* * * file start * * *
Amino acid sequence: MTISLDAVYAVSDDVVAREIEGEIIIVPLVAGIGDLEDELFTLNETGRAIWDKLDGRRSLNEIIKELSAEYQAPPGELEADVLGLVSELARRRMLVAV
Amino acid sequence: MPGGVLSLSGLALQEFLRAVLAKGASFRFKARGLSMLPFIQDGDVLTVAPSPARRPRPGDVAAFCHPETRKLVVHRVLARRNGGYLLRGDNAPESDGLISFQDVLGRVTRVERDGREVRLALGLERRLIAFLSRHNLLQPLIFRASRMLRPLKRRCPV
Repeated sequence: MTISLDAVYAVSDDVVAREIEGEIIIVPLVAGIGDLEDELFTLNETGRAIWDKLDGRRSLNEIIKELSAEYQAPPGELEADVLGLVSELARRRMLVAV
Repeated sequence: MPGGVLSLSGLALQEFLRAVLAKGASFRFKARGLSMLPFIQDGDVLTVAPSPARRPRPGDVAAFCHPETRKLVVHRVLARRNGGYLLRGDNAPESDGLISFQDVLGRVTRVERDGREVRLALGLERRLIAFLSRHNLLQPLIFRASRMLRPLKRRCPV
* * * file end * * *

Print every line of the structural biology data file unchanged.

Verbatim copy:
Amino acid sequence: MTISLDAVYAVSDDVVAREIEGEIIIVPLVAGIGDLEDELFTLNETGRAIWDKLDGRRSLNEIIKELSAEYQAPPGELEADVLGLVSELARRRMLVAV
Amino acid sequence: MPGGVLSLSGLALQEFLRAVLAKGASFRFKARGLSMLPFIQDGDVLTVAPSPARRPRPGDVAAFCHPETRKLVVHRVLARRNGGYLLRGDNAPESDGLISFQDVLGRVTRVERDGREVRLALGLERRLIAFLSRHNLLQPLIFRASRMLRPLKRRCPV
Repeated sequence: MTISLDAVYAVSDDVVAREIEGEIIIVPLVAGIGDLEDELFTLNETGRAIWDKLDGRRSLNEIIKELSAEYQAPPGELEADVLGLVSELARRRMLVAV
Repeated sequence: MPGGVLSLSGLALQEFLRAVLAKGASFRFKARGLSMLPFIQDGDVLTVAPSPARRPRPGDVAAFCHPETRKLVVHRVLARRNGGYLLRGDNAPESDGLISFQDVLGRVTRVERDGREVRLALGLERRLIAFLSRHNLLQPLIFRASRMLRPLKRRCPV